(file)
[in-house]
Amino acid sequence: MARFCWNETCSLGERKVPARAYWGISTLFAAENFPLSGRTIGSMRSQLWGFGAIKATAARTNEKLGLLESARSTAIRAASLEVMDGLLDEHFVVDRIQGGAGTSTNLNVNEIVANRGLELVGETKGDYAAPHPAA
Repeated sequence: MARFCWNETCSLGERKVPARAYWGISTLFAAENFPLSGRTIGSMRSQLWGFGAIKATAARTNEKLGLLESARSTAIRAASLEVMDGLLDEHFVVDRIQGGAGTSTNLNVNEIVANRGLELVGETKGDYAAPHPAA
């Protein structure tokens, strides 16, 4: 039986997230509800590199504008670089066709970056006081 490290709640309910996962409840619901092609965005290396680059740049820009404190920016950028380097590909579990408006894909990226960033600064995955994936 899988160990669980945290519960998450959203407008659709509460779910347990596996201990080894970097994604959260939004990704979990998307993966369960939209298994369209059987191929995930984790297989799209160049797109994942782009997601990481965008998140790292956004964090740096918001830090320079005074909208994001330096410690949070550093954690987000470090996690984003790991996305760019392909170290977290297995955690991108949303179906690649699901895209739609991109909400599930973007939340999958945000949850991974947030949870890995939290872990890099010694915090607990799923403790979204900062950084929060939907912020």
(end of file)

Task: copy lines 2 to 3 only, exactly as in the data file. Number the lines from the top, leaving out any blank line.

Amino acid sequence: MARFCWNETCSLGERKVPARAYWGISTLFAAENFPLSGRTIGSMRSQLWGFGAIKATAARTNEKLGLLESARSTAIRAASLEVMDGLLDEHFVVDRIQGGAGTSTNLNVNEIVANRGLELVGETKGDYAAPHPAA
Repeated sequence: MARFCWNETCSLGERKVPARAYWGISTLFAAENFPLSGRTIGSMRSQLWGFGAIKATAARTNEKLGLLESARSTAIRAASLEVMDGLLDEHFVVDRIQGGAGTSTNLNVNEIVANRGLELVGETKGDYAAPHPAA